Monday, 26 January 2015


This mural is at Beasley's Nursery in Doncaster East. The tree fern depictions in the last couple of photos are rather interesting as the trunks are modelled in 3D.

This post is part of the Monday Murals meme.

Sunday, 25 January 2015


"The bush" is a term used for rural, undeveloped land or country areas in Australia. The term is iconic in Australia. In reference to the landscape, "bush" refers to any sparsely inhabited region regardless of vegetation. The bush in this sense was something that was uniquely Australian and very different from the green European landscapes familiar to many new immigrants.

"The Bush" also refers to any populated region outside of the major metropolitan areas, including mining and agricultural areas. Consequently it is not unusual to have a mining town in the desert such as Port Hedland (Pop. 14,000) referred to as "The bush" within the media.

The bush was revered as a source of national ideals by the likes of poets Henry Lawson and Banjo Paterson, and contemporaneous painters in the Heidelberg School, namely Tom Roberts, Arthur Streeton and Frederick McCubbin. Romanticising the bush in this way was a big step forward for Australians in their steps towards self-identity. The legacy is a folklore rich in the spirit of the bush. The term bush is also affixed to any number of other entities or activities to describe their rural, country or folk nature, e.g. "Bush Cricket", "Bush Music", etc.

The last image is an iconic portrayal of the bush by 19th century Australian artist Frederick McCubbin (1855 – 1917). It is the triptych "The Pioneer" (1904). The painting is part of the National Gallery of Victoria's Australian art collection and exhibited in the Ian Potter Centre in Federation Square in Melbourne.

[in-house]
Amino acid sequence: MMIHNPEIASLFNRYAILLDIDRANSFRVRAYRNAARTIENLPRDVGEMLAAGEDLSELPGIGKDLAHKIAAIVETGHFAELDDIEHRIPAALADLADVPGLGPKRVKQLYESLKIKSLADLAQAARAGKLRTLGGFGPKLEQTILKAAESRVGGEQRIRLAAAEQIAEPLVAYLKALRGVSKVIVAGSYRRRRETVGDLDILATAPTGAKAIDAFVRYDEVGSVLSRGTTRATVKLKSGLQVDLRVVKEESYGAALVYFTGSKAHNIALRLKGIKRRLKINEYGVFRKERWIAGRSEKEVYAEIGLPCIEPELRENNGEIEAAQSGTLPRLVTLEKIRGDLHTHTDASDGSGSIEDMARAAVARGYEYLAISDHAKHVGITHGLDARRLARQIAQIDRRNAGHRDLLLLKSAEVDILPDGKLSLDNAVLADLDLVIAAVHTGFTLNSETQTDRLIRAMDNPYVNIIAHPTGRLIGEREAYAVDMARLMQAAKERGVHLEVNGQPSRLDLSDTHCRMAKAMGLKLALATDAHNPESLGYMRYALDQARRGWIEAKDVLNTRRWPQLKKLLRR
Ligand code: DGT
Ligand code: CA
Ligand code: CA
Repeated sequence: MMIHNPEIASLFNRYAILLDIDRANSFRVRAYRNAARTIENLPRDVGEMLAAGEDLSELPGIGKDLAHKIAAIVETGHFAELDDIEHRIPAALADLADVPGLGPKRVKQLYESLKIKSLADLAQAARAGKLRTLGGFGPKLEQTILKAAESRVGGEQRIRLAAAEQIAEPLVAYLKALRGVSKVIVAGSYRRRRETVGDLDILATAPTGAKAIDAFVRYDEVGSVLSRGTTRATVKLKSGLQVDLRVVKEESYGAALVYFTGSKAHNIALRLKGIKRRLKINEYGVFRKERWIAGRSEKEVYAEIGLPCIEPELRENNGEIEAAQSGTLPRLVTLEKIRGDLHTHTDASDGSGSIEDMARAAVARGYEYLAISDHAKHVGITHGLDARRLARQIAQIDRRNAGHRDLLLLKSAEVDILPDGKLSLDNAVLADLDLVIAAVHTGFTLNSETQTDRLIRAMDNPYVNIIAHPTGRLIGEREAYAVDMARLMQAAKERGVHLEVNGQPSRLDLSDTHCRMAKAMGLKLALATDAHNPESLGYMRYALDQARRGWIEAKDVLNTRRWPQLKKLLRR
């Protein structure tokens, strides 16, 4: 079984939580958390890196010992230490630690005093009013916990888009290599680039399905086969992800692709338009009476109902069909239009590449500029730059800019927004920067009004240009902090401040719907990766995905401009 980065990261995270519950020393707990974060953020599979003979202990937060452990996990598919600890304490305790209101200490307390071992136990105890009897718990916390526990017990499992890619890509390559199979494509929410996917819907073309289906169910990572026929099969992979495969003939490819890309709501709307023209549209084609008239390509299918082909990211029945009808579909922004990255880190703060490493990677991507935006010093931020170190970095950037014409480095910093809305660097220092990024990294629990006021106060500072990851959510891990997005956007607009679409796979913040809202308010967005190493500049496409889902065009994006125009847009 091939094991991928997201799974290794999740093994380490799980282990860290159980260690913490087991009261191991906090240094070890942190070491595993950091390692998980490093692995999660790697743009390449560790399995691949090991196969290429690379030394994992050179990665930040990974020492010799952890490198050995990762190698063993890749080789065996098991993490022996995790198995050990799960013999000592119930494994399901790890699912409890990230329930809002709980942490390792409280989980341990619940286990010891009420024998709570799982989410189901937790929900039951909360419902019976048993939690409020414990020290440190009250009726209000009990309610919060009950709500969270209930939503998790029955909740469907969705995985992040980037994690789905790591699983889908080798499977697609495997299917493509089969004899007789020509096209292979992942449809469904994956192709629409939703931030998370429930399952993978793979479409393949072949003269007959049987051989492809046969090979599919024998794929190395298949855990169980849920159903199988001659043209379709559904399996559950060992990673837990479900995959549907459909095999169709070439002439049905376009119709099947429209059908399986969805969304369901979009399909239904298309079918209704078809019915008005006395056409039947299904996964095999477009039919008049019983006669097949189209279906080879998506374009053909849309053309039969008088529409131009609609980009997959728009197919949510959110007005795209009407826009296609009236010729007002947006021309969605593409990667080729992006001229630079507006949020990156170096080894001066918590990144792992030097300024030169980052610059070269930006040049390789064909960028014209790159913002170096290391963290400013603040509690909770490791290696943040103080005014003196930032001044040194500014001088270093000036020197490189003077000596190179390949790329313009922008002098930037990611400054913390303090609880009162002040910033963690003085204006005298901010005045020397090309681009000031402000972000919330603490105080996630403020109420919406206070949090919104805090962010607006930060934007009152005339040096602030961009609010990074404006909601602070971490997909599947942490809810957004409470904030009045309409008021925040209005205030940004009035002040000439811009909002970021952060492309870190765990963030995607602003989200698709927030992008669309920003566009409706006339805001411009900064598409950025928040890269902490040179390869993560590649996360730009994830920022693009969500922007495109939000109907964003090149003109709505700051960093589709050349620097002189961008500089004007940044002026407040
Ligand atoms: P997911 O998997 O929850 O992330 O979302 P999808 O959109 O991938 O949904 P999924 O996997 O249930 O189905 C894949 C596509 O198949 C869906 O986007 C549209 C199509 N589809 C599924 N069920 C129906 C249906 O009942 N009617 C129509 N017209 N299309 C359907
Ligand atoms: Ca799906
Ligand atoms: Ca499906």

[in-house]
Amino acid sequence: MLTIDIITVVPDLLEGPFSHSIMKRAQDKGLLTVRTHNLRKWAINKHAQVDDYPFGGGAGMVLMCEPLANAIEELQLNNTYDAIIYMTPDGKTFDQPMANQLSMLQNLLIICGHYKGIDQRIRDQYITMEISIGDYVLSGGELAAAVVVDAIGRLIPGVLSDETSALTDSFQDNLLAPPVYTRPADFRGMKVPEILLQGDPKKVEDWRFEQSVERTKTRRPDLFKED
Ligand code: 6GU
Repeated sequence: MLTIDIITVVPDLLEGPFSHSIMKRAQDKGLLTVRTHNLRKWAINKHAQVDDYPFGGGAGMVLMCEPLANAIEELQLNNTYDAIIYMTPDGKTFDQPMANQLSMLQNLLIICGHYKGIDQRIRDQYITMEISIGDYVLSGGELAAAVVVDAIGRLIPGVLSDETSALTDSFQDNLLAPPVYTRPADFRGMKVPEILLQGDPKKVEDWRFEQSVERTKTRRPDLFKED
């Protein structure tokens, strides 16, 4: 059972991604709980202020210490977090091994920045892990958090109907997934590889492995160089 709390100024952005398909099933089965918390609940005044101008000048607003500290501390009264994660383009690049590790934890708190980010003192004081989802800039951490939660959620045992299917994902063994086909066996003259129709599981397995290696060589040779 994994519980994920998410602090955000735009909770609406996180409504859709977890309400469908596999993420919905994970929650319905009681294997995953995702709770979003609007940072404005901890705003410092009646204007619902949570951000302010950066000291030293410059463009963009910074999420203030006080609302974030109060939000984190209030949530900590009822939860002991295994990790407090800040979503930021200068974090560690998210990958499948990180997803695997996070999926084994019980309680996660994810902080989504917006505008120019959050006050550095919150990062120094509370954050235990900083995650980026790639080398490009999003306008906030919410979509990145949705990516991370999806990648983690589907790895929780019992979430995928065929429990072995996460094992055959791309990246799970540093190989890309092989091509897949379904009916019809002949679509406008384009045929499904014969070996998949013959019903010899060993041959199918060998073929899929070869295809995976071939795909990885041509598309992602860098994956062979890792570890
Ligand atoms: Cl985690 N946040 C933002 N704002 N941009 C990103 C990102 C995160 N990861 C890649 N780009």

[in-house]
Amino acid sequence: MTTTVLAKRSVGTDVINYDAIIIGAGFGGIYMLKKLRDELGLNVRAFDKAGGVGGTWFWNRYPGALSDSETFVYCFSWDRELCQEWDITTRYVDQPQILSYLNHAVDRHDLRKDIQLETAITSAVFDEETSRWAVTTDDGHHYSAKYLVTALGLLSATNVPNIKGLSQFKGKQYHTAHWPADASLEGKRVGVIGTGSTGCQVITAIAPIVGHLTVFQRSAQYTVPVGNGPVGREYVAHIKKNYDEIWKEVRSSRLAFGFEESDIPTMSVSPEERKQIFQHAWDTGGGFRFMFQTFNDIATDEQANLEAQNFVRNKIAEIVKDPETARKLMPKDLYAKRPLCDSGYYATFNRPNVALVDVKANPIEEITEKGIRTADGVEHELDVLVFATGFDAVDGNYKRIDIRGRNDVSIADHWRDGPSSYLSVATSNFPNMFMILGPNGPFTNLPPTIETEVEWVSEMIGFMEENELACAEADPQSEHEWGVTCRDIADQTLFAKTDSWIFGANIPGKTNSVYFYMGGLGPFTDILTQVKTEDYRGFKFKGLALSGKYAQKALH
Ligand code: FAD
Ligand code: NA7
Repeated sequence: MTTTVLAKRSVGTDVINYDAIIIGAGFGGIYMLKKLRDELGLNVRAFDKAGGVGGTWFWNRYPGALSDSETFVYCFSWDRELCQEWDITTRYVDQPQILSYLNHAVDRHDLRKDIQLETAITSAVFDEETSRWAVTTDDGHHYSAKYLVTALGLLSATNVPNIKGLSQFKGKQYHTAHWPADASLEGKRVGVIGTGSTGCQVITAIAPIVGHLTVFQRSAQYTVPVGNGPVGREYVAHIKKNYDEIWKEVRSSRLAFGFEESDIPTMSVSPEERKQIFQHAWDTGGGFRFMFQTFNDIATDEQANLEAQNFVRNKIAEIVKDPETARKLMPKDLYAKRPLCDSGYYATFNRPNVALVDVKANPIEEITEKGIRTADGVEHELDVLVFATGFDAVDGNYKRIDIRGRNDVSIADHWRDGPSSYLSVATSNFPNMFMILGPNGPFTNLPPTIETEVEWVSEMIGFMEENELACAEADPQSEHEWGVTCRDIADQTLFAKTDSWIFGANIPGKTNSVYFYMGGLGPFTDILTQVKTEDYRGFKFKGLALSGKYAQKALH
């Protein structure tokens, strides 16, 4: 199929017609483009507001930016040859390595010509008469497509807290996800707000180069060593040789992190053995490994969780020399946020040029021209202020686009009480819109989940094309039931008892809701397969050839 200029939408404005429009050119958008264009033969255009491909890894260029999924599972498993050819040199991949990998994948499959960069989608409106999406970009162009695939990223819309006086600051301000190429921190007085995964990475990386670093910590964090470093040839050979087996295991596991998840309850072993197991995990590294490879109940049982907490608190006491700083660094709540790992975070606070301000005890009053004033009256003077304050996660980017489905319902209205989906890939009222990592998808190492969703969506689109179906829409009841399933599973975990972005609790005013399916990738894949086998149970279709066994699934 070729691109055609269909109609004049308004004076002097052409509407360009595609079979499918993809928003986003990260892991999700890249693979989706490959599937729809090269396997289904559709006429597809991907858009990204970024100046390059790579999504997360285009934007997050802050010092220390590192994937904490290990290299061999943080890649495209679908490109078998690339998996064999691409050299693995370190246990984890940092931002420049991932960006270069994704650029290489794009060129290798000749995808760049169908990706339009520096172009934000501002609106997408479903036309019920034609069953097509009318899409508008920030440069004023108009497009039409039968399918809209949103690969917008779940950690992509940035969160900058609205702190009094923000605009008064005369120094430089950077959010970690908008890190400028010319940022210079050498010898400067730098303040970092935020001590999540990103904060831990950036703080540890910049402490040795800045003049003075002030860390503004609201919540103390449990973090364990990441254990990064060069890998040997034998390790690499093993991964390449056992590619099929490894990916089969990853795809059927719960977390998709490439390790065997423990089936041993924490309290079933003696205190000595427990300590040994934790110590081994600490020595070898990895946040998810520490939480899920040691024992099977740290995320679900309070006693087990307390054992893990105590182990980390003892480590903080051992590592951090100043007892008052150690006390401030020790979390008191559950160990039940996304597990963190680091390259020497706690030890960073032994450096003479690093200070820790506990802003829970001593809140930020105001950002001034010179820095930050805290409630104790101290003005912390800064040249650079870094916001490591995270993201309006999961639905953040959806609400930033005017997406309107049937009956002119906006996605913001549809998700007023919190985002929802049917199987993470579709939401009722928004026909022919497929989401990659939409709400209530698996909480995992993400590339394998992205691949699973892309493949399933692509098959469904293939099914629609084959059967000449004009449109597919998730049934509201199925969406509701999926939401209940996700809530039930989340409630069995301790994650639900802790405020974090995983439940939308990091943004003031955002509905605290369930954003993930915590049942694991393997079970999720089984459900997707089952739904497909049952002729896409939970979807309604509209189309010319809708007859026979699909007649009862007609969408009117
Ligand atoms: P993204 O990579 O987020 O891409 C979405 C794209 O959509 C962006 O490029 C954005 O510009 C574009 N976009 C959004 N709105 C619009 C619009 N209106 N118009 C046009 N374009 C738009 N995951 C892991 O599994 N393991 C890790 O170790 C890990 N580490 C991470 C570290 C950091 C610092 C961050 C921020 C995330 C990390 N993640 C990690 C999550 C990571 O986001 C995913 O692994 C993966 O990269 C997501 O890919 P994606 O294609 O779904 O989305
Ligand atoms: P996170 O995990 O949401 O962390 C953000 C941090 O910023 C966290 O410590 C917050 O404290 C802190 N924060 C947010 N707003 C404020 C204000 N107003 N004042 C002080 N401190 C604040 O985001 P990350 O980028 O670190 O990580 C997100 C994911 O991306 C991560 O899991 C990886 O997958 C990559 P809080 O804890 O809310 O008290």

This post is part of the 
Scenic Weekends meme,
and also part of the Friday Greens meme.

Saturday, 24 January 2015


We are very lucky in Melbourne in terms of the variety of fresh, seasonal fruits and vegetables that are available in greengrocers' shops day in day out, no matter what the season. Summer, however, is particularly plentiful and in this greengrocery ("Just Ripe" in Northland), where we often shop the variety is wonderful.

This post is part of the Weekend Reflections meme,
and also part of the Pink Saturday meme.

Friday, 23 January 2015


A typical suburban park and as evening falls, the Western horizon becomes golden.

This post is part of the Skywatch Friday meme.

Thursday, 22 January 2015


Tilia × europaea, generally known as the common lime (British Isles) or common linden (North America), is a naturally occurring hybrid between Tilia cordata (small-leaved lime) and Tilia platyphyllos (large-leaved lime). It occurs in the wild in Europe at scattered localities wherever the two parent species are both native. It is not closely related to the lime fruit tree, a species of citrus.